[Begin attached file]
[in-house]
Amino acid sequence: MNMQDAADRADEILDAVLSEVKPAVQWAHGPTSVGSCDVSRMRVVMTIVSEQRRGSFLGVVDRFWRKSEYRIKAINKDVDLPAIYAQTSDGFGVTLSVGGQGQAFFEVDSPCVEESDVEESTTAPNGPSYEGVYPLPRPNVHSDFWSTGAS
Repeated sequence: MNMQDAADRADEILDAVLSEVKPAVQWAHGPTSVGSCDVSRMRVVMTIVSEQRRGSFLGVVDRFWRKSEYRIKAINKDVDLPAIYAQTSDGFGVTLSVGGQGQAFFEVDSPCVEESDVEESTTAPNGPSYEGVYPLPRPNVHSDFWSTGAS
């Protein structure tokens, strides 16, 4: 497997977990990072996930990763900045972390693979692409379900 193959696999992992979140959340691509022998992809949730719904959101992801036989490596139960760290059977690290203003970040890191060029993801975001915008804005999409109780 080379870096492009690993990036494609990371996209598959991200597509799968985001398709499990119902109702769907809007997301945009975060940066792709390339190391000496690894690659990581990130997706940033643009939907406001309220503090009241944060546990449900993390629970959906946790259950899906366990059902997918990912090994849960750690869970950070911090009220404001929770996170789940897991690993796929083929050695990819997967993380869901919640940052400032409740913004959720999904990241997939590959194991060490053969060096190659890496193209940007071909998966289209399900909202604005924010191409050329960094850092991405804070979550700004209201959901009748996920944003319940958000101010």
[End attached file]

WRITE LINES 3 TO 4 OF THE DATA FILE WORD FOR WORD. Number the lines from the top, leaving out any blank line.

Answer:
Repeated sequence: MNMQDAADRADEILDAVLSEVKPAVQWAHGPTSVGSCDVSRMRVVMTIVSEQRRGSFLGVVDRFWRKSEYRIKAINKDVDLPAIYAQTSDGFGVTLSVGGQGQAFFEVDSPCVEESDVEESTTAPNGPSYEGVYPLPRPNVHSDFWSTGAS
């Protein structure tokens, strides 16, 4: 497997977990990072996930990763900045972390693979692409379900 193959696999992992979140959340691509022998992809949730719904959101992801036989490596139960760290059977690290203003970040890191060029993801975001915008804005999409109780 080379870096492009690993990036494609990371996209598959991200597509799968985001398709499990119902109702769907809007997301945009975060940066792709390339190391000496690894690659990581990130997706940033643009939907406001309220503090009241944060546990449900993390629970959906946790259950899906366990059902997918990912090994849960750690869970950070911090009220404001929770996170789940897991690993796929083929050695990819997967993380869901919640940052400032409740913004959720999904990241997939590959194991060490053969060096190659890496193209940007071909998966289209399900909202604005924010191409050329960094850092991405804070979550700004209201959901009748996920944003319940958000101010």